Sacramento Public Library

A tale of a well-traveled travel book

8/15/2013
Lost Japan guidebook becomes our feel-good story of the summer.
 

The cover of Eyewitness Travel Japan advertises “The guides that show you what others only tell you.” 

This book really did show us something—when it arrived in a large envelope from Japan after being lost for months. As one of our patrons put it to ABC News10, “That goes to show you how good and kind people can be.”

The saga of Eyewitness Travel Japan began when it was checked out on April 25. The patron who had checked it out reported it lost in May and paid a replacement fee.

Then an orange-and-white package with Japanese writing printed on it arrived at our office on August 8. It was postmarked July 17.

When we opened it, we found the book and a note that read “To Sacramento Public Library, I found and picked up the book Eyewitness Travel Japan near Ueno Station, Tokyo, Japan. And saw that the book was borrow from Sacramento Public Library. So I would like to send this book the place that was borrow.”

Now we’d heard that people in Japan are very polite and considerate, but this went above and beyond. Still, we didn’t expect our Facebook post thanking the person to become one of the most-shared stories we’d ever posted.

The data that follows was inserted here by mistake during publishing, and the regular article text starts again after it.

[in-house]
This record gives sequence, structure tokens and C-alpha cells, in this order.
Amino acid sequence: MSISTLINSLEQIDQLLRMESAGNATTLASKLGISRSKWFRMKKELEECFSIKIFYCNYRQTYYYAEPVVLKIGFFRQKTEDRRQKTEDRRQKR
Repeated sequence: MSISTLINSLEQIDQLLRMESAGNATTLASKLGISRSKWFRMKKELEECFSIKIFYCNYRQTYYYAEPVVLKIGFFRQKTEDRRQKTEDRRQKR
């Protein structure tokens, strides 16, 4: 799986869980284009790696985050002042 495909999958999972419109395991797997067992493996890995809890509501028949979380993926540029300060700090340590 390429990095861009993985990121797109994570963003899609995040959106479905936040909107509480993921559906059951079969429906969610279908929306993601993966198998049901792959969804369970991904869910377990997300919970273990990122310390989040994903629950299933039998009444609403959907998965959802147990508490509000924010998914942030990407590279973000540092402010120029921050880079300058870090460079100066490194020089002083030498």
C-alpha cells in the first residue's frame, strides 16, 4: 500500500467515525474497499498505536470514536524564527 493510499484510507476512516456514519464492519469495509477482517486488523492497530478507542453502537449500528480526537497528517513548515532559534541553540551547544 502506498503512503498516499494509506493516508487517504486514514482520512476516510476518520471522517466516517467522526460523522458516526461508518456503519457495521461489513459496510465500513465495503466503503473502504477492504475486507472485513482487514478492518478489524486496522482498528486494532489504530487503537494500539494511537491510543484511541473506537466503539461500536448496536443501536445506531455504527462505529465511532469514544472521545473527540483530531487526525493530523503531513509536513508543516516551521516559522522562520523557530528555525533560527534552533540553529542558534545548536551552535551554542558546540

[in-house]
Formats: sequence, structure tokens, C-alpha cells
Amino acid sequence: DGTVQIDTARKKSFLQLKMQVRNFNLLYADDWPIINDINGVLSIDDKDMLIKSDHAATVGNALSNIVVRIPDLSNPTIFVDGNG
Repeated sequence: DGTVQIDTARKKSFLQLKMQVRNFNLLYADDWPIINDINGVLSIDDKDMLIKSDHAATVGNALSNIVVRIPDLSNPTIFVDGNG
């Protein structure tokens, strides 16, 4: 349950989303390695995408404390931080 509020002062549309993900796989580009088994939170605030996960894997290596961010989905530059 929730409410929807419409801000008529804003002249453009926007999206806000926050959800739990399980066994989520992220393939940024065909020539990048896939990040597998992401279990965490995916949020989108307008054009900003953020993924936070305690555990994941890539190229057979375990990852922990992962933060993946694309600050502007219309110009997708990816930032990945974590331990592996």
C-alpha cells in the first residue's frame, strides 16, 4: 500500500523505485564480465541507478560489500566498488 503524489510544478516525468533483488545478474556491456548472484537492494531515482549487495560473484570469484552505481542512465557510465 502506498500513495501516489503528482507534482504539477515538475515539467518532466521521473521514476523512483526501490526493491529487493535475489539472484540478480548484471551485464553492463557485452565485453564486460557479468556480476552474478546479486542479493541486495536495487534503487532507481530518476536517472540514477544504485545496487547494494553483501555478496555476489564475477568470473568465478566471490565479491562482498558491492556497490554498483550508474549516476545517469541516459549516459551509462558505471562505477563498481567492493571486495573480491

Or for several radio and television stations to do stories. Here’s the ABC News10 story on the book, and another by CBS affiliate KOVR. Both stories also traveled a great deal, appearing on local news stations around the country.


We’re happy to report that Eyewitness Travel Japan is in good shape and will soon go back into circulation. The patron is getting a refund. The thoughtful person in Japan will soon receive a copy of The Slender Poe, the new Edgar Allan Poe collection from the I Street Press, our in-house publishing arm. We’re releasing it in cooperation The Poe Project contest and film festival from the Capital Film Arts Alliance, coming to the Crest Theatre on Friday, September 13, as part of the 14th Annual Sacramento Film & Music Festival.

Here’s the funny thing: our travel guide saga doesn’t even take the distance record for the month. That distinction goes to a Sicily travel guide which someone mailed 10,000 miles back to a Library in Australia. Earlier in August, a library in Kentucky received one of their books that had been lost 150 years earlier.

It just goes to show you.



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